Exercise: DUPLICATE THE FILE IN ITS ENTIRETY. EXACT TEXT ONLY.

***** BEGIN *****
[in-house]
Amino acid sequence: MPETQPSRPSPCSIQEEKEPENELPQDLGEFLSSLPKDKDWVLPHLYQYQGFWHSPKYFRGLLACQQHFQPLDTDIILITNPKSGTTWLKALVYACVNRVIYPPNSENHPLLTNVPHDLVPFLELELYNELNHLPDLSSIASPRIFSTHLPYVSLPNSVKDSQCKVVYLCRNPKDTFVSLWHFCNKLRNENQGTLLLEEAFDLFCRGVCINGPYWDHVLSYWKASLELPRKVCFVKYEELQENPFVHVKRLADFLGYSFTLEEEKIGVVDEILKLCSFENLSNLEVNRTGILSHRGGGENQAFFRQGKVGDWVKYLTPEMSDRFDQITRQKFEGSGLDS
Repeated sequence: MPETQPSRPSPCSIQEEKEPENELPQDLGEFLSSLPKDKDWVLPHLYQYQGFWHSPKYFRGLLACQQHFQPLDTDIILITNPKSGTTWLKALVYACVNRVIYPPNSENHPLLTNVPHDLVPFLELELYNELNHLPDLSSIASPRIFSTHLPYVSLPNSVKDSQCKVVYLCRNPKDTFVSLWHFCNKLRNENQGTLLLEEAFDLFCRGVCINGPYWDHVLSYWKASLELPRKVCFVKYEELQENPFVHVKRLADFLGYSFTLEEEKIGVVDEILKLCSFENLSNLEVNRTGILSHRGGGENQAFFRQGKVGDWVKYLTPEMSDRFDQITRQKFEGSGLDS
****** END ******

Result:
[in-house]
Amino acid sequence: MPETQPSRPSPCSIQEEKEPENELPQDLGEFLSSLPKDKDWVLPHLYQYQGFWHSPKYFRGLLACQQHFQPLDTDIILITNPKSGTTWLKALVYACVNRVIYPPNSENHPLLTNVPHDLVPFLELELYNELNHLPDLSSIASPRIFSTHLPYVSLPNSVKDSQCKVVYLCRNPKDTFVSLWHFCNKLRNENQGTLLLEEAFDLFCRGVCINGPYWDHVLSYWKASLELPRKVCFVKYEELQENPFVHVKRLADFLGYSFTLEEEKIGVVDEILKLCSFENLSNLEVNRTGILSHRGGGENQAFFRQGKVGDWVKYLTPEMSDRFDQITRQKFEGSGLDS
Repeated sequence: MPETQPSRPSPCSIQEEKEPENELPQDLGEFLSSLPKDKDWVLPHLYQYQGFWHSPKYFRGLLACQQHFQPLDTDIILITNPKSGTTWLKALVYACVNRVIYPPNSENHPLLTNVPHDLVPFLELELYNELNHLPDLSSIASPRIFSTHLPYVSLPNSVKDSQCKVVYLCRNPKDTFVSLWHFCNKLRNENQGTLLLEEAFDLFCRGVCINGPYWDHVLSYWKASLELPRKVCFVKYEELQENPFVHVKRLADFLGYSFTLEEEKIGVVDEILKLCSFENLSNLEVNRTGILSHRGGGENQAFFRQGKVGDWVKYLTPEMSDRFDQITRQKFEGSGLDS